The Cold Light Of Day - Blu-ray Review

'For God's sake: this is basically the same set up as Spy Kids.'

Mainstream Action cinema has a problem. Although arguably not quite as much in the doldrums as the Romantic-Comedy, Action is struggling with its identity. Old stars are hanging around longer (see: The Expendables), news stars are struggling to make significant breakthroughs (see: Taylor's Kitsch and Lautner), audiences are showing a new willingness to seek out interesting and original international releases (see: The Raid).

So, what can The Cold Light Of Day do to claw back some ground for the genre? It gets off to a good start. The film encourages the handing off of Action to new up-and-comers with potential, biceps and charisma. Bruce Willis plays father Martin, Henry Cavill is his out of his depth son, Will. In a fairly competent first reel, Martin's baton of espionage is passed to Will, who must use it to discover the mystery behind his family's disappearance.

Its functional and, for the Action genre at the moment, it might even be classed as promising but this is a world away from original. Think back to films with similar plots and you'll likely hit on a smattering of average offerings from way back and several 90s films that copied them. For God's sake: this is basically the same set up as Spy Kids.

This hits on another problem for the genre. Ideas getting stretched out and recycled is an inevitable function of cinema but what can the films that recycle them bring to the table? Here, The Cold Light Of Day really falls down.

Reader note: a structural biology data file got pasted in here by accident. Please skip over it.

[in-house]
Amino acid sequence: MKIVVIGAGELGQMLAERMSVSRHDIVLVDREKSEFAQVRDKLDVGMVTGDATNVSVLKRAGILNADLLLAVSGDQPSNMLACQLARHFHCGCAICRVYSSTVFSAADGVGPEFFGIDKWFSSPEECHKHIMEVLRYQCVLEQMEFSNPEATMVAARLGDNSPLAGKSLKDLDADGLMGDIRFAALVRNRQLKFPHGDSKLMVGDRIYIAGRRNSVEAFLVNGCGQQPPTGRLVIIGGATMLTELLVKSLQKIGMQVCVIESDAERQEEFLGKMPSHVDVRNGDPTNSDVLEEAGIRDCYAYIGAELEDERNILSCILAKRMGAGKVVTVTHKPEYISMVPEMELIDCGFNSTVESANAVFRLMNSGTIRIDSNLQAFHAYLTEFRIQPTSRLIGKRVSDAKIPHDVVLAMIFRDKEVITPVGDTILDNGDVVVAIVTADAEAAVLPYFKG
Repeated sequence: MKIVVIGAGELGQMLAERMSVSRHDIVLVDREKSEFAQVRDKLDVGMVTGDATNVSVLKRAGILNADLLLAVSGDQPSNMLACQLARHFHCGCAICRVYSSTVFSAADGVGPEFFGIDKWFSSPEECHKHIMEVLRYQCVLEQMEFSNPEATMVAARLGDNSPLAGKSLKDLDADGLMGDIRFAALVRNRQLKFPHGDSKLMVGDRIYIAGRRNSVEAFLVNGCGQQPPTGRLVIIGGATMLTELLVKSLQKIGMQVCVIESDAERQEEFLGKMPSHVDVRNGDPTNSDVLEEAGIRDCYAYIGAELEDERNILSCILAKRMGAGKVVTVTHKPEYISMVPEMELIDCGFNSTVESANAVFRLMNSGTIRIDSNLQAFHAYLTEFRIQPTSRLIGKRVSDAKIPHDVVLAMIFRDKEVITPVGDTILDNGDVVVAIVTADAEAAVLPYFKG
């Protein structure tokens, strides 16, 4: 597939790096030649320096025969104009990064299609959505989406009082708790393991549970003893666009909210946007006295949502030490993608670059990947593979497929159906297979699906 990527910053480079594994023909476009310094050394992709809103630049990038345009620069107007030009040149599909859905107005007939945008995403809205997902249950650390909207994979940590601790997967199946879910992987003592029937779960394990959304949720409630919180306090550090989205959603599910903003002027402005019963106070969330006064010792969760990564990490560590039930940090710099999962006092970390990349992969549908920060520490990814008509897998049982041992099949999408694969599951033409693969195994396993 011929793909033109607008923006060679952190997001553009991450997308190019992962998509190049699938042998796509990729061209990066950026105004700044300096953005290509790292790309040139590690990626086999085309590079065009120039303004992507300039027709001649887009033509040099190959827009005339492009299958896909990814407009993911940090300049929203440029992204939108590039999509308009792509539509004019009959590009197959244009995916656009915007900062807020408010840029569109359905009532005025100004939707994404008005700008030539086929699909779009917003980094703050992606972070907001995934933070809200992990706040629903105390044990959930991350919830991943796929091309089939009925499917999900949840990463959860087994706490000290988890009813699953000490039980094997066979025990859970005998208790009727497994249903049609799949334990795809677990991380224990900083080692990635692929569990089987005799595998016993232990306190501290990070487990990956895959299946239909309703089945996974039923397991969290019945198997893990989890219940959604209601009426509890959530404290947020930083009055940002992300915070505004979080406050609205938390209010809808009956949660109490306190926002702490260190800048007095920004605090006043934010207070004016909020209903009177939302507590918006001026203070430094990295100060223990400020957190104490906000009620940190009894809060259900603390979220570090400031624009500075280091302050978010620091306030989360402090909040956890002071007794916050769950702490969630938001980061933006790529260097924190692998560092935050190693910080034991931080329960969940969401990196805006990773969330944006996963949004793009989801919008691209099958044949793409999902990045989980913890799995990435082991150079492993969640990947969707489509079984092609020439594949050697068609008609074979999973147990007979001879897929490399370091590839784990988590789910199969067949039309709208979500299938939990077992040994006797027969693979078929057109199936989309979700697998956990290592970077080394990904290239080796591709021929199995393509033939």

As Will follows plot point after plot point, he meets, in no particular order, a nefarious assassin, a series of people who don't believe him, a beautiful girl and a duplicitous evil doer. There's action structured around jumping off a roof, chasing a motorcycle and being shot at in an underground car park. There is absolutely nothing of note as something new, nothing for director Mabrouk El Mechri to say; 'I invented that', a sad occurrence given his 2008 offering JCVD was so willing to try new things and subvert the very genre he dawdles aimlessly in here.

Arguably the one bright-ish light is Cavill, who does his best and looks convincing but is often left with incalculably stupid lines to utter by Scott Wiper and John Petro's script. Sigourney Weaver used to be able to act but shows no evidence of it in her portrayal of C.I.A ghoul Jean Carrack and a late car chase down some steps is woefully badly directed; the in-car shots of actors looking like they are receiving a gentle massage whilst outwardly, cars are totalled with abandon. Relentlessly below average.




The Cold Light Of Day is out on DVD and Blu-ray in the UK from Monday 10th September.

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